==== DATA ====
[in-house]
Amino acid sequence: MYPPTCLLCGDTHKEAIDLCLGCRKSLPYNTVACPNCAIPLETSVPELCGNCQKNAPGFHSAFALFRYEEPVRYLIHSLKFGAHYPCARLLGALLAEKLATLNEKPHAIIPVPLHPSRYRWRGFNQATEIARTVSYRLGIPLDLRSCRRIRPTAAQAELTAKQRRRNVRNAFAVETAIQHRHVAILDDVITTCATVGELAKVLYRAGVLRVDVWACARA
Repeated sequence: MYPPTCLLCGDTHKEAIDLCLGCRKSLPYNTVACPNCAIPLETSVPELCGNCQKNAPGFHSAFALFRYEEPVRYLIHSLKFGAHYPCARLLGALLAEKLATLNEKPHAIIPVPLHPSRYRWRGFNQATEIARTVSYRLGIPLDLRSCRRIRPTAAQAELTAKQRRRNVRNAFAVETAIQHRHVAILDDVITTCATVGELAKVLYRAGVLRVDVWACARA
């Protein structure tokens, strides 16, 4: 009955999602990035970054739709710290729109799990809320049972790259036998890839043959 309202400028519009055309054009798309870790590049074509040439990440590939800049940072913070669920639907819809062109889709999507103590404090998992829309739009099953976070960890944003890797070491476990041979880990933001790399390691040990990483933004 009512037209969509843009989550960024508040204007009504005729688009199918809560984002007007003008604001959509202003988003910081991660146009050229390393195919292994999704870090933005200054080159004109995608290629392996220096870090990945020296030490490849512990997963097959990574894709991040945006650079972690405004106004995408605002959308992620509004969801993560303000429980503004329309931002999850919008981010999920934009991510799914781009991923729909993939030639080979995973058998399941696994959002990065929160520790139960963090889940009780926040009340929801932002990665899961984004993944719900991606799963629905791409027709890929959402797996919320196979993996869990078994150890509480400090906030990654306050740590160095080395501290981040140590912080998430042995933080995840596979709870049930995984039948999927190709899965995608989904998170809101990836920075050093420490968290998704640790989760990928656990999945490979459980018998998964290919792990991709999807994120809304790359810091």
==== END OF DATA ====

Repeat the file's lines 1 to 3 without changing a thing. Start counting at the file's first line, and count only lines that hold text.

[in-house]
Amino acid sequence: MYPPTCLLCGDTHKEAIDLCLGCRKSLPYNTVACPNCAIPLETSVPELCGNCQKNAPGFHSAFALFRYEEPVRYLIHSLKFGAHYPCARLLGALLAEKLATLNEKPHAIIPVPLHPSRYRWRGFNQATEIARTVSYRLGIPLDLRSCRRIRPTAAQAELTAKQRRRNVRNAFAVETAIQHRHVAILDDVITTCATVGELAKVLYRAGVLRVDVWACARA
Repeated sequence: MYPPTCLLCGDTHKEAIDLCLGCRKSLPYNTVACPNCAIPLETSVPELCGNCQKNAPGFHSAFALFRYEEPVRYLIHSLKFGAHYPCARLLGALLAEKLATLNEKPHAIIPVPLHPSRYRWRGFNQATEIARTVSYRLGIPLDLRSCRRIRPTAAQAELTAKQRRRNVRNAFAVETAIQHRHVAILDDVITTCATVGELAKVLYRAGVLRVDVWACARA